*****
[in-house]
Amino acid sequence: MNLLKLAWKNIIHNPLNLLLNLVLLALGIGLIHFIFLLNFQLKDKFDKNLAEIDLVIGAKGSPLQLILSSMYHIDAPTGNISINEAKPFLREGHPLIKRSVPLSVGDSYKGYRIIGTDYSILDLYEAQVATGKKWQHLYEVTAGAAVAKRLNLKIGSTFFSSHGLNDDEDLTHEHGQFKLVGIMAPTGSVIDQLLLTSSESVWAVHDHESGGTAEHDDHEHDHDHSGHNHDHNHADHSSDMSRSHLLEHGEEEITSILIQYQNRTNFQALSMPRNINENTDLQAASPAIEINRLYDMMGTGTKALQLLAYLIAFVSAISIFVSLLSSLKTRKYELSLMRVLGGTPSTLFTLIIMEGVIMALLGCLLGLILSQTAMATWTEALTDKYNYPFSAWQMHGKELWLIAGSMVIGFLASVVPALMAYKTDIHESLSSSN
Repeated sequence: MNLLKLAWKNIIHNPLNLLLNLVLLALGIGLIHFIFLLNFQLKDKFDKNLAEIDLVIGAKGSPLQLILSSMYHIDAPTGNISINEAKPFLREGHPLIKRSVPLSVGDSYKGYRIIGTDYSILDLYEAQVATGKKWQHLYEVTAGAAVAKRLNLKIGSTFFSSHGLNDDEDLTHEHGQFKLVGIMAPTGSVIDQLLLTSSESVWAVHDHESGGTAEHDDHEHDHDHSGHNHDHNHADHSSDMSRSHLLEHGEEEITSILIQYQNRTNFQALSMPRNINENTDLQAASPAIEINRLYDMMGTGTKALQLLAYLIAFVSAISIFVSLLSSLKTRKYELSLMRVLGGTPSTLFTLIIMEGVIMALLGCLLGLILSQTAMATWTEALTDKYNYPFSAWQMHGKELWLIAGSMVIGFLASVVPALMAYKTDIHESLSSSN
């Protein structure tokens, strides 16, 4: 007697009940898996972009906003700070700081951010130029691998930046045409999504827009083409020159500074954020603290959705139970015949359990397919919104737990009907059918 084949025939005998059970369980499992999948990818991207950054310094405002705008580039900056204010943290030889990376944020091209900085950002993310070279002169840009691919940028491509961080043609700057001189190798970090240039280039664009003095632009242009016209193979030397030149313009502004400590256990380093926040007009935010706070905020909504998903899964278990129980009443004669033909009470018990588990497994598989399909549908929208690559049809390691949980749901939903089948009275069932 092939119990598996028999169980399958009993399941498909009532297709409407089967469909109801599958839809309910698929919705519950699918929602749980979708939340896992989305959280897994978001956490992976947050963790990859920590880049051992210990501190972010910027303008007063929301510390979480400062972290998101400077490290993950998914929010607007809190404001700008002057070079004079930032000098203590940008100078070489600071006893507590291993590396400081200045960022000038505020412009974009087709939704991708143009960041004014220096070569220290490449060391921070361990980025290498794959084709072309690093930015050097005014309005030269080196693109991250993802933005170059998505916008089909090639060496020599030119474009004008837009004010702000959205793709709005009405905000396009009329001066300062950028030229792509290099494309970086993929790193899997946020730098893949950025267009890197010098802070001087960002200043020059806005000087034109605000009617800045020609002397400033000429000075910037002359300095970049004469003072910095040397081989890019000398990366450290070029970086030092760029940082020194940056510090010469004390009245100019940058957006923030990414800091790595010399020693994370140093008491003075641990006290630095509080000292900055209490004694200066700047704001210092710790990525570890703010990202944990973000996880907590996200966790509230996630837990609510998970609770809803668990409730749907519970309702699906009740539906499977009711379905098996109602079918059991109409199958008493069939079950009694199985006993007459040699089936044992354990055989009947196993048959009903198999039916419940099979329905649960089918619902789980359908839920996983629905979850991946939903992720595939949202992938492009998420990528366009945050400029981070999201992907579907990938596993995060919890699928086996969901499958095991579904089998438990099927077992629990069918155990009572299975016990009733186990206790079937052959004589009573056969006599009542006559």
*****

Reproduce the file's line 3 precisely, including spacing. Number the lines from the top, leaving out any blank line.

Repeated sequence: MNLLKLAWKNIIHNPLNLLLNLVLLALGIGLIHFIFLLNFQLKDKFDKNLAEIDLVIGAKGSPLQLILSSMYHIDAPTGNISINEAKPFLREGHPLIKRSVPLSVGDSYKGYRIIGTDYSILDLYEAQVATGKKWQHLYEVTAGAAVAKRLNLKIGSTFFSSHGLNDDEDLTHEHGQFKLVGIMAPTGSVIDQLLLTSSESVWAVHDHESGGTAEHDDHEHDHDHSGHNHDHNHADHSSDMSRSHLLEHGEEEITSILIQYQNRTNFQALSMPRNINENTDLQAASPAIEINRLYDMMGTGTKALQLLAYLIAFVSAISIFVSLLSSLKTRKYELSLMRVLGGTPSTLFTLIIMEGVIMALLGCLLGLILSQTAMATWTEALTDKYNYPFSAWQMHGKELWLIAGSMVIGFLASVVPALMAYKTDIHESLSSSN